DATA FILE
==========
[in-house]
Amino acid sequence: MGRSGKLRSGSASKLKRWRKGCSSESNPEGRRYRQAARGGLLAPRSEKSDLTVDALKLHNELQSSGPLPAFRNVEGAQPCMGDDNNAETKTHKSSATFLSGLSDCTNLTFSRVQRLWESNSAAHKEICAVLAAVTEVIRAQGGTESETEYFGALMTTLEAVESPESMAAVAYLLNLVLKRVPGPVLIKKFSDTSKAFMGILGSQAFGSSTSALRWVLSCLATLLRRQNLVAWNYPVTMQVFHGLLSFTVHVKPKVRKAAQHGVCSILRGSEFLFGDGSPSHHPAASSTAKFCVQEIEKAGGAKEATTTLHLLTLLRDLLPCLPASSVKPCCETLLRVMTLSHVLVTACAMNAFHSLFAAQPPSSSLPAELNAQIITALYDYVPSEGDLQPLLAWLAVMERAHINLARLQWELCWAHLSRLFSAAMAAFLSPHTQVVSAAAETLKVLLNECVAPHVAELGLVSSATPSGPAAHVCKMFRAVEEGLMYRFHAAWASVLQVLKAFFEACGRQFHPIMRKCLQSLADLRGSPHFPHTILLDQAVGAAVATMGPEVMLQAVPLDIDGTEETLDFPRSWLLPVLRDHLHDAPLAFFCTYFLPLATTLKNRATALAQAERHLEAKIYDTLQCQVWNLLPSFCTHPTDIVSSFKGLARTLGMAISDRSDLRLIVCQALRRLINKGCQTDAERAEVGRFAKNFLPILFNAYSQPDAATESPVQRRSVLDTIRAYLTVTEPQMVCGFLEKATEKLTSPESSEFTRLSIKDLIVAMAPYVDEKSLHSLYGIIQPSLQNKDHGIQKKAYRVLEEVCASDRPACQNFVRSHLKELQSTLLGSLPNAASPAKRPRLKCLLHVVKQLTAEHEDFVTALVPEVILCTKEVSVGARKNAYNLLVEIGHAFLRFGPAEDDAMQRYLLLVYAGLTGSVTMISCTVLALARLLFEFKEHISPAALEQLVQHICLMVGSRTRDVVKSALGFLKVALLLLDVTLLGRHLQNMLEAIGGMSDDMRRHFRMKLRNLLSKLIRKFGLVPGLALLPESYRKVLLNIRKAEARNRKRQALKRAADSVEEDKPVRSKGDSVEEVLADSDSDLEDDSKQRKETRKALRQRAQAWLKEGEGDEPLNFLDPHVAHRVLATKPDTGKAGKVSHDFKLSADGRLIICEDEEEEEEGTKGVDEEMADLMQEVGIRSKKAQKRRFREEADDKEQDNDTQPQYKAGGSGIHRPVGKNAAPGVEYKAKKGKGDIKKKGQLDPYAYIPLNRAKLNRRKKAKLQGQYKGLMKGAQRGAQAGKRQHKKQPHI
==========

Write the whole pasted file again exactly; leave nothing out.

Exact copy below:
[in-house]
Amino acid sequence: MGRSGKLRSGSASKLKRWRKGCSSESNPEGRRYRQAARGGLLAPRSEKSDLTVDALKLHNELQSSGPLPAFRNVEGAQPCMGDDNNAETKTHKSSATFLSGLSDCTNLTFSRVQRLWESNSAAHKEICAVLAAVTEVIRAQGGTESETEYFGALMTTLEAVESPESMAAVAYLLNLVLKRVPGPVLIKKFSDTSKAFMGILGSQAFGSSTSALRWVLSCLATLLRRQNLVAWNYPVTMQVFHGLLSFTVHVKPKVRKAAQHGVCSILRGSEFLFGDGSPSHHPAASSTAKFCVQEIEKAGGAKEATTTLHLLTLLRDLLPCLPASSVKPCCETLLRVMTLSHVLVTACAMNAFHSLFAAQPPSSSLPAELNAQIITALYDYVPSEGDLQPLLAWLAVMERAHINLARLQWELCWAHLSRLFSAAMAAFLSPHTQVVSAAAETLKVLLNECVAPHVAELGLVSSATPSGPAAHVCKMFRAVEEGLMYRFHAAWASVLQVLKAFFEACGRQFHPIMRKCLQSLADLRGSPHFPHTILLDQAVGAAVATMGPEVMLQAVPLDIDGTEETLDFPRSWLLPVLRDHLHDAPLAFFCTYFLPLATTLKNRATALAQAERHLEAKIYDTLQCQVWNLLPSFCTHPTDIVSSFKGLARTLGMAISDRSDLRLIVCQALRRLINKGCQTDAERAEVGRFAKNFLPILFNAYSQPDAATESPVQRRSVLDTIRAYLTVTEPQMVCGFLEKATEKLTSPESSEFTRLSIKDLIVAMAPYVDEKSLHSLYGIIQPSLQNKDHGIQKKAYRVLEEVCASDRPACQNFVRSHLKELQSTLLGSLPNAASPAKRPRLKCLLHVVKQLTAEHEDFVTALVPEVILCTKEVSVGARKNAYNLLVEIGHAFLRFGPAEDDAMQRYLLLVYAGLTGSVTMISCTVLALARLLFEFKEHISPAALEQLVQHICLMVGSRTRDVVKSALGFLKVALLLLDVTLLGRHLQNMLEAIGGMSDDMRRHFRMKLRNLLSKLIRKFGLVPGLALLPESYRKVLLNIRKAEARNRKRQALKRAADSVEEDKPVRSKGDSVEEVLADSDSDLEDDSKQRKETRKALRQRAQAWLKEGEGDEPLNFLDPHVAHRVLATKPDTGKAGKVSHDFKLSADGRLIICEDEEEEEEGTKGVDEEMADLMQEVGIRSKKAQKRRFREEADDKEQDNDTQPQYKAGGSGIHRPVGKNAAPGVEYKAKKGKGDIKKKGQLDPYAYIPLNRAKLNRRKKAKLQGQYKGLMKGAQRGAQAGKRQHKKQPHI